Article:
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Can people recommend quick and simple ways to combine the hash codes of two objects. I am not too worried about collisions since I have a Hash Table which will handle that efficiently I just want something that generates a code quickly as possible.

Reading around SO and the web there seem to be a few main candidates:

  1. XORing
  2. XORing with Prime Multiplication
  3. Simple numeric operations like multiplication/division (with overflow checking or wrapping around)
  4. Building a String and then using the String classes Hash Code method

What would people recommend and why?

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4 Answers 4

up vote 34 down vote accepted

I would personally avoid XOR - it means that any two equal values will result in 0 - so hash(1, 1) == hash(2, 2) == hash(3, 3) etc. Also hash(5, 0) == hash(0, 5) etc which may come up occasionally. I have deliberately used it for set hashing - if you want to hash a sequence of items and you don't care about the ordering, it's nice.

I usually use:

unchecked
{
    int hash = 17;
    hash = hash * 31 + firstField.GetHashCode();
    hash = hash * 31 + secondField.GetHashCode();
    return hash;
}

That's the form that Josh Bloch suggests in Effective Java. Last time I answered a similar question I managed to find an article where this was discussed in detail - IIRC, no-one really knows why it works well, but it does. It's also easy to remember, easy to implement, and easy to extend to any number of fields.

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Yeah that was my concern about XORing, in the type of data I'm pairing it's fairly unlikely to be pairing too equal items but not impossible –  RobV Oct 29 '09 at 22:21
2  
Looks like Dan Bernstein's (or Chris Torek's) hash, just with different constants. Nobody knows why that works well either. –  ephemient Oct 29 '09 at 22:27
    
@RobV: I prefer not to have to think if I don't have to. I use this hash even when I could get away with XOR, just to avoid having to wonder whether it's safe or not :) –  Jon Skeet Oct 29 '09 at 22:48
5  
A word of warning, this is (a variation of) the Berstein hash, and because nobody knows why it does well in tests it is not advisable when hashing is critical. See eternallyconfuzzled.com/tuts/algorithms/jsw_tut_hashing.aspx. Also, you should wrap this code in an unchecked { } block. GetHashCode() should not throw any exceptions. –  Henk Holterman Dec 31 '09 at 16:38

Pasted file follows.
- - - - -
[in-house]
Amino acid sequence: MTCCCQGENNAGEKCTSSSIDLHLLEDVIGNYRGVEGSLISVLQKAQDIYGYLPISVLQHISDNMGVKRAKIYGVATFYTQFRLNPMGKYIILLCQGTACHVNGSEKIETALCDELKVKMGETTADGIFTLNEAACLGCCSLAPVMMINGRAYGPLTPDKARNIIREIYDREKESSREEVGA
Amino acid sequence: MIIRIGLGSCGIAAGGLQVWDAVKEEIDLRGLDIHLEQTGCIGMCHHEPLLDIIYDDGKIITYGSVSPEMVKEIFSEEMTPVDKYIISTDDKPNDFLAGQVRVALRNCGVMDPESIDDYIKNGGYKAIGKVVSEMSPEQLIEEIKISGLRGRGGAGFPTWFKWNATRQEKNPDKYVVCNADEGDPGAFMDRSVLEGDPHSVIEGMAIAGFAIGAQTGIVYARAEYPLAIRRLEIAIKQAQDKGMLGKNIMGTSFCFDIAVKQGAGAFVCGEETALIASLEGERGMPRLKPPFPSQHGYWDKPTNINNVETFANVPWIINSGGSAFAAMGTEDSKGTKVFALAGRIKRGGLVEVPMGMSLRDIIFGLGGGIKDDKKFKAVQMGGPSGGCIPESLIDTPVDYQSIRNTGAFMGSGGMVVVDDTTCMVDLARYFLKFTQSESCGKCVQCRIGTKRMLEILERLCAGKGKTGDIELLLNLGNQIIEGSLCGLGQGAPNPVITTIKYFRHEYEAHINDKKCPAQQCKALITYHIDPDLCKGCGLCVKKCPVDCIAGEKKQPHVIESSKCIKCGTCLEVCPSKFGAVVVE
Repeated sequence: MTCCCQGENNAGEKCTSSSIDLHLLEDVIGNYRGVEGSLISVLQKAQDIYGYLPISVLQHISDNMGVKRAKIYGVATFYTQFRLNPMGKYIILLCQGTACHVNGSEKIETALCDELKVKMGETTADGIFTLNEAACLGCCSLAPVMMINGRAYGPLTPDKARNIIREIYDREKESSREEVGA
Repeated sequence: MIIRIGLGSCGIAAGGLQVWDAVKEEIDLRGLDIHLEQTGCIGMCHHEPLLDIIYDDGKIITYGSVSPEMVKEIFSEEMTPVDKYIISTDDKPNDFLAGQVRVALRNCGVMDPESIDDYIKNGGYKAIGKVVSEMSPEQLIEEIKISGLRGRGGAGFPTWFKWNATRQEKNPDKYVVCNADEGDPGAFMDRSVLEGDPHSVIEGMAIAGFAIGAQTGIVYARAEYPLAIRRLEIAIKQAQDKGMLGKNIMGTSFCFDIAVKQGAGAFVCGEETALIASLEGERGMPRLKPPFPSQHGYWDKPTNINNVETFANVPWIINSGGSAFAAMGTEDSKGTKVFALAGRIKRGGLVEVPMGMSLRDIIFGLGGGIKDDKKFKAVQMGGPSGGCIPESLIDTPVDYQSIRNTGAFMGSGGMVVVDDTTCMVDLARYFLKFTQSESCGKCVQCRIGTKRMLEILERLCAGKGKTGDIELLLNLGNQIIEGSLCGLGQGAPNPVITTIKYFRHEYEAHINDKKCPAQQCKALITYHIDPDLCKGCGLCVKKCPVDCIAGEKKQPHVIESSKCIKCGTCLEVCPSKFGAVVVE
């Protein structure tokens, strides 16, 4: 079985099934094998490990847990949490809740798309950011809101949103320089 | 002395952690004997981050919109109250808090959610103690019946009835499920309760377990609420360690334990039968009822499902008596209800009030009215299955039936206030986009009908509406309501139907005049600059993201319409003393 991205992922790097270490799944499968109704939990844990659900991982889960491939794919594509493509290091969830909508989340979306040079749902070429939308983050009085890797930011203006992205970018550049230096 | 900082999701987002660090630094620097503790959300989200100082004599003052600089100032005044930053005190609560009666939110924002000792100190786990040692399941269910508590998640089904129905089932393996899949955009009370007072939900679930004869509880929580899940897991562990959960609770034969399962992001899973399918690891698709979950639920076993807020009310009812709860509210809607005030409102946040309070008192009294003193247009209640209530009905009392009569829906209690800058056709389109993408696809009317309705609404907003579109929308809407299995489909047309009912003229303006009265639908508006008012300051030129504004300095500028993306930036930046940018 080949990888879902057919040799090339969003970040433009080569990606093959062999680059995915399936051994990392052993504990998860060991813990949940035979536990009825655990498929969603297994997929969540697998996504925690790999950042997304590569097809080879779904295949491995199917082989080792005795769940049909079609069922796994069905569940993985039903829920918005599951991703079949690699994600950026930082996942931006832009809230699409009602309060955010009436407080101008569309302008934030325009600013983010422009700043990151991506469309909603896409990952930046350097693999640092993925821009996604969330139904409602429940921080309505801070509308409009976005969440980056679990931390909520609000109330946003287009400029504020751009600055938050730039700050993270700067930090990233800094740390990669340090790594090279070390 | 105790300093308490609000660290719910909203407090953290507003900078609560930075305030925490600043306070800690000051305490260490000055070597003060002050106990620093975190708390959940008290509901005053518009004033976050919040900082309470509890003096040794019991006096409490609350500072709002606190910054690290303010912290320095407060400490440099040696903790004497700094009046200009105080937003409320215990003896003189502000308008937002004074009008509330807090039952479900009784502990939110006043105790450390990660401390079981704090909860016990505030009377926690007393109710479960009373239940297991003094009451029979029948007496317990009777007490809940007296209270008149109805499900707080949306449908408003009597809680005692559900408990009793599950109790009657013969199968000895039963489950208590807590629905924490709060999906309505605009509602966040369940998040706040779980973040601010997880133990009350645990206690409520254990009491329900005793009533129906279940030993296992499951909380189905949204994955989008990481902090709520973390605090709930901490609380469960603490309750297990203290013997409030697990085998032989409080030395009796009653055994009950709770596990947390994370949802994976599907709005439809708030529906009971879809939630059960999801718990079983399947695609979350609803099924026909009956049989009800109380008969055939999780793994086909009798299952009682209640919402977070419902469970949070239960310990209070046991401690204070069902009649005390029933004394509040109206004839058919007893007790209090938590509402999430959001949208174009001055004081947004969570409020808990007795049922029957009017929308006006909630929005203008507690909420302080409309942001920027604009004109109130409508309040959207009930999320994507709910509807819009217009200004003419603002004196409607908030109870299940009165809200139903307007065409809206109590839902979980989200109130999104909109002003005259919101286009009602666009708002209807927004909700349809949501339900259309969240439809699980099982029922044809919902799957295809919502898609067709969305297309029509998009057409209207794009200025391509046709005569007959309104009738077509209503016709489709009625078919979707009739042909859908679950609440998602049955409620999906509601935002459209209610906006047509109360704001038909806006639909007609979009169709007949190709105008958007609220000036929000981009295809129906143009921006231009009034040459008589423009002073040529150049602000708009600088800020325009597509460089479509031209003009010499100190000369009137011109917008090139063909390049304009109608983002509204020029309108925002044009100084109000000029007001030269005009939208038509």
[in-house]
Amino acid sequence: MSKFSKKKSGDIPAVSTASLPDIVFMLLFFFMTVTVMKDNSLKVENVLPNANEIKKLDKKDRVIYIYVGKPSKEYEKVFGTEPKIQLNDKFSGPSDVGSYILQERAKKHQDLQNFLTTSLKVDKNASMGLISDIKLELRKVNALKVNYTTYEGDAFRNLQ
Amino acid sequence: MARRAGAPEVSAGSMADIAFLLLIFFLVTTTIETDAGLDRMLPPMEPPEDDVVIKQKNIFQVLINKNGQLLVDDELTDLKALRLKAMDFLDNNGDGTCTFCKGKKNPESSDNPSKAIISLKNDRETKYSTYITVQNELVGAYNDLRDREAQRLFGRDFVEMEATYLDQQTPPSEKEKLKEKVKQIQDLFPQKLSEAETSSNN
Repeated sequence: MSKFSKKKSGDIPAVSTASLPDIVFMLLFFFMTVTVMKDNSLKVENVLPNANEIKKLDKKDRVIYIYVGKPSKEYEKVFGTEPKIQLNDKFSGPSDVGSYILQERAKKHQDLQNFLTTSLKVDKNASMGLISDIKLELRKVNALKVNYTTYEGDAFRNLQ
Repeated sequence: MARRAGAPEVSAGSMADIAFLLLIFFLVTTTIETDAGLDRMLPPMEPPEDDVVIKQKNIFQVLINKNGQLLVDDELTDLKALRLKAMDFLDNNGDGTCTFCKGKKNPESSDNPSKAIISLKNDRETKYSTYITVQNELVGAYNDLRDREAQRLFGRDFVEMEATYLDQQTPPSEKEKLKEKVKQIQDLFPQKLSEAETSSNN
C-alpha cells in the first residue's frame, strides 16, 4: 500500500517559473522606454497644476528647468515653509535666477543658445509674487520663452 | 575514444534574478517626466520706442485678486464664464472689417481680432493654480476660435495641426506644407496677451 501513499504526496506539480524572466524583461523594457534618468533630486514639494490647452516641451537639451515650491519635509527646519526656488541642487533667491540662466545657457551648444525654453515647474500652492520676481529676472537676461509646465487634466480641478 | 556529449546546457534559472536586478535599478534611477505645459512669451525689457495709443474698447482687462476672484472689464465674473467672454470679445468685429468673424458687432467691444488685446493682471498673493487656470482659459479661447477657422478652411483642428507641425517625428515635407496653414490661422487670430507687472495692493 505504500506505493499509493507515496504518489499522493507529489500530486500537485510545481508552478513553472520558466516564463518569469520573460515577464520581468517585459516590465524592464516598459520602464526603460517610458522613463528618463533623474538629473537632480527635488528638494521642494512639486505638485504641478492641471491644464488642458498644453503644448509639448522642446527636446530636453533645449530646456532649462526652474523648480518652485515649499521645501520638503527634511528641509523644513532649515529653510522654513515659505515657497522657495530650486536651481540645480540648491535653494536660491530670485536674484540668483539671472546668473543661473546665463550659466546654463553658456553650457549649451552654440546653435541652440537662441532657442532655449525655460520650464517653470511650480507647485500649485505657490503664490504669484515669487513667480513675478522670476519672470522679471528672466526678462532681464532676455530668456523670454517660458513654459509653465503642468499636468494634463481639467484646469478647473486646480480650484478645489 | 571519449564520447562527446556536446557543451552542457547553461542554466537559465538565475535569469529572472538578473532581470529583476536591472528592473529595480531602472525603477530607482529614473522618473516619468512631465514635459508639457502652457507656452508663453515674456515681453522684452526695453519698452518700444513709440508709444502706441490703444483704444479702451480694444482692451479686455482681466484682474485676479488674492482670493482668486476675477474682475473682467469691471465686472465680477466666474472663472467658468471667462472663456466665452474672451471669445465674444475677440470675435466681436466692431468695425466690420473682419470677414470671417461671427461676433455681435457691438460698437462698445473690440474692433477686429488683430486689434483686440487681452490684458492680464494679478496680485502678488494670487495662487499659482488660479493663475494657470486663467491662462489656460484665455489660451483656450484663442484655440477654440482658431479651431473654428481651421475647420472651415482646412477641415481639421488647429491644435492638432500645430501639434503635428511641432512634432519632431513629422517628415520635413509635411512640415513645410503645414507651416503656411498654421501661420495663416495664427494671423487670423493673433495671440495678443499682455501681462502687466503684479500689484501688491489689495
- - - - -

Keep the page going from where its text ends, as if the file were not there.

1  
@tofutim: The 31 is a good choice as multiplication by 31 can be optimized to a shift and subtract. Whether it is optimized that way depends on the platform. As for why those numbers work well for hashing - as Henk says, it's a bit of a mystery. –  Jon Skeet Sep 21 '12 at 5:44

If your input hashes are the same size, evenly distributed and not related to each other then an XOR should be OK. Plus it's fast.

The situation I'm suggesting this for is where you want to do

H = hash(A) ^ hash(B); // A and B are different types, so there's no way A == B.

of course, if A and B can be expected to hash to the same value with a reasonable (non-negligible) probability, then you should not use XOR in this way.

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how would I tell whether my hash codes are evenly distributed, is there an easy benchmark to do for this? I know the collision rate is pretty low but does that necessarily correspond to an even distribution? –  RobV Oct 29 '09 at 22:04

If you're looking for speed and don't have too many collisions, then XOR is fastest. To prevent a clustering around zero, you could do something like this:

finalHash = hash1 ^ hash2;
return finalHash != 0 ? finalHash : hash1;

Of course, some prototyping ought to give you an idea of performance and clustering.

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I would recommend using the built-in hash functions in System.Security.Cryptography rather than rolling your own.

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5  
No, They have a very different purpose and break the rule that GetHashCode should be fast. –  Henk Holterman Oct 30 '09 at 10:20

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